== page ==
Kolkata, Jul 12 : West Bengal Chief Minister Mamata Banerjee on Friday paid tribute to the legendary filmmaker Bimal Roy on his birth anniversary.
“Tribute to Bimal Roy, legendary filmmaker, on his birth anniversary,” Ms Banerjee posted on her social networking page.
Born on this day in 1909, Roy's influence was far-reaching, both in Indian cinema and world cinema. In Indian cinema, his influence extended to both mainstream commercial Hindi cinema and the emerging Parallel Cinema.
His film Do Bigha Zamin (1953) was the first film to successfully straddle art and commercial cinema. It was a commercial and critical success, winning the International Prize at the 1954 Cannes Film Festival. As a result, the film's success paved the way for the Indian New Wave.
In commercial cinema, the most influential film he directed was perhaps Madhumati (1958), his first and only collaboration with Ritwik Ghatak (who wrote the screenplay), and one of the earliest films to deal with reincarnation.
It is believed to have been the source of inspiration for many later works dealing with the theme of reincarnation in Indian cinema, Indian television, and perhaps world cinema. It may have been the source of inspiration for the American film The Reincarnation of Peter Proud (1975) and the Hindi film Karz (1980), both of which dealt with reincarnation and have been influential in their respective cultures.
Karz in particular was remade several times: as the Kannada film Yuga Purusha (1989), the Tamil filmEnakkul Oruvan (1984), and more recently the Bollywood film Karzzzz (2008). Karz may have also inspired the American film Chances Are (1989).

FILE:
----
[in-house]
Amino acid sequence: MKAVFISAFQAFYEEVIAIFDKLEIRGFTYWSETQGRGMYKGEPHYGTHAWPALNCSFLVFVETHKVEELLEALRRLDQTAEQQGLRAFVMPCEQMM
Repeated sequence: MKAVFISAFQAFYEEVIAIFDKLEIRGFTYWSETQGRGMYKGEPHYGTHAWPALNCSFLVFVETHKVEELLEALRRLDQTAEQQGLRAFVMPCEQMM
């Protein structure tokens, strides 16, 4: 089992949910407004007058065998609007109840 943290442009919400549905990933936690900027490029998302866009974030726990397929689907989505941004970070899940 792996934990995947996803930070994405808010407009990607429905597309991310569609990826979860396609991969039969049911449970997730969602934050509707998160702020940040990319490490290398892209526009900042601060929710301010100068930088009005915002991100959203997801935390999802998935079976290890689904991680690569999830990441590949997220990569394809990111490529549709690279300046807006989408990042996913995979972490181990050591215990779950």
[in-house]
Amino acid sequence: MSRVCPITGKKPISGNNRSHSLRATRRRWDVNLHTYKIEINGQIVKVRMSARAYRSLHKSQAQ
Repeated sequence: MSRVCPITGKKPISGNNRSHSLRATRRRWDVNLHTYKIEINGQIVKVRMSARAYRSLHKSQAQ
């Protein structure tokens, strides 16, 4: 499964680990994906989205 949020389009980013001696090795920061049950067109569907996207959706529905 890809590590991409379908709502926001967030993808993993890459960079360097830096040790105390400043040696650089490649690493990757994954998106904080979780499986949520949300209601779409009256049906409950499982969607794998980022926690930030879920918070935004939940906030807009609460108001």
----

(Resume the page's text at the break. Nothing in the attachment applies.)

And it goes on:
The most recent film to be directly inspired by Madhumati is the hit Bollywood film Om Shanti Om(2007), which led to Roy's daughter Rinki Bhattacharya accusing the film of plagiarism and threatening legal action against its producers.
Bimal Roy's films continue to be screened at major national and international film festivals in India, Europe and North America. His films are being restored and digitised by the National Film Archive of India (NFAI) at Pune.
In July 2014, Prince of Wales Museum, Mumbai hosted an exhibition; Bimal Roy: Life & Times, organised in collaboration with his children. The exhibits included screening of the films; Madhumati, Sujata and Bandini, besides film posters, costumes and memorabilia, including an Arriflex camera used to shoot Devdas and Sujata.
The Bimal Roy Memorial Trophy has been awarded every year since 1997, by Bimal Roy Memorial & Film Society to honor both experienced artists and other contributors from the Indian film industry as well as new and upcoming outstanding young filmmakers.
Bimal Roy died of cancer on January 8, 1966 at the age of 56.
A postage stamp, bearing his face, was released by India Post to honour him on January 8, 2007. (UNI)